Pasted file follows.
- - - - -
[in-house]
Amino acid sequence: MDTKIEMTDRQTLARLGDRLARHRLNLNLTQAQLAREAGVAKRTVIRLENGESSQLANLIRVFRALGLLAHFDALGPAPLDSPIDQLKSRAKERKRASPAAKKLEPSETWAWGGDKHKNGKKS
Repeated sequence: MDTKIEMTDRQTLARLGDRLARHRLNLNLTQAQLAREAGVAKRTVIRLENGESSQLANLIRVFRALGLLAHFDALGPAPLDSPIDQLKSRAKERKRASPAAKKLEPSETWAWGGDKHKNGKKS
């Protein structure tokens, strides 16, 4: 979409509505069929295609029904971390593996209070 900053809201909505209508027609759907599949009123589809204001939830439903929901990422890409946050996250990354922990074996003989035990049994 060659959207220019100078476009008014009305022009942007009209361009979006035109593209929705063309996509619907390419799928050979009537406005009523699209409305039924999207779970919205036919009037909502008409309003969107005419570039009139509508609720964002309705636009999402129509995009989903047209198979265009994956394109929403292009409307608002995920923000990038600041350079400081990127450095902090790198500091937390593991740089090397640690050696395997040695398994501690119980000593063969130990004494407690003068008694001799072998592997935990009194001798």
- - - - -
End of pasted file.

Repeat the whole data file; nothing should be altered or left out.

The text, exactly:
[in-house]
Amino acid sequence: MDTKIEMTDRQTLARLGDRLARHRLNLNLTQAQLAREAGVAKRTVIRLENGESSQLANLIRVFRALGLLAHFDALGPAPLDSPIDQLKSRAKERKRASPAAKKLEPSETWAWGGDKHKNGKKS
Repeated sequence: MDTKIEMTDRQTLARLGDRLARHRLNLNLTQAQLAREAGVAKRTVIRLENGESSQLANLIRVFRALGLLAHFDALGPAPLDSPIDQLKSRAKERKRASPAAKKLEPSETWAWGGDKHKNGKKS
């Protein structure tokens, strides 16, 4: 979409509505069929295609029904971390593996209070 900053809201909505209508027609759907599949009123589809204001939830439903929901990422890409946050996250990354922990074996003989035990049994 060659959207220019100078476009008014009305022009942007009209361009979006035109593209929705063309996509619907390419799928050979009537406005009523699209409305039924999207779970919205036919009037909502008409309003969107005419570039009139509508609720964002309705636009999402129509995009989903047209198979265009994956394109929403292009409307608002995920923000990038600041350079400081990127450095902090790198500091937390593991740089090397640690050696395997040695398994501690119980000593063969130990004494407690003068008694001799072998592997935990009194001798």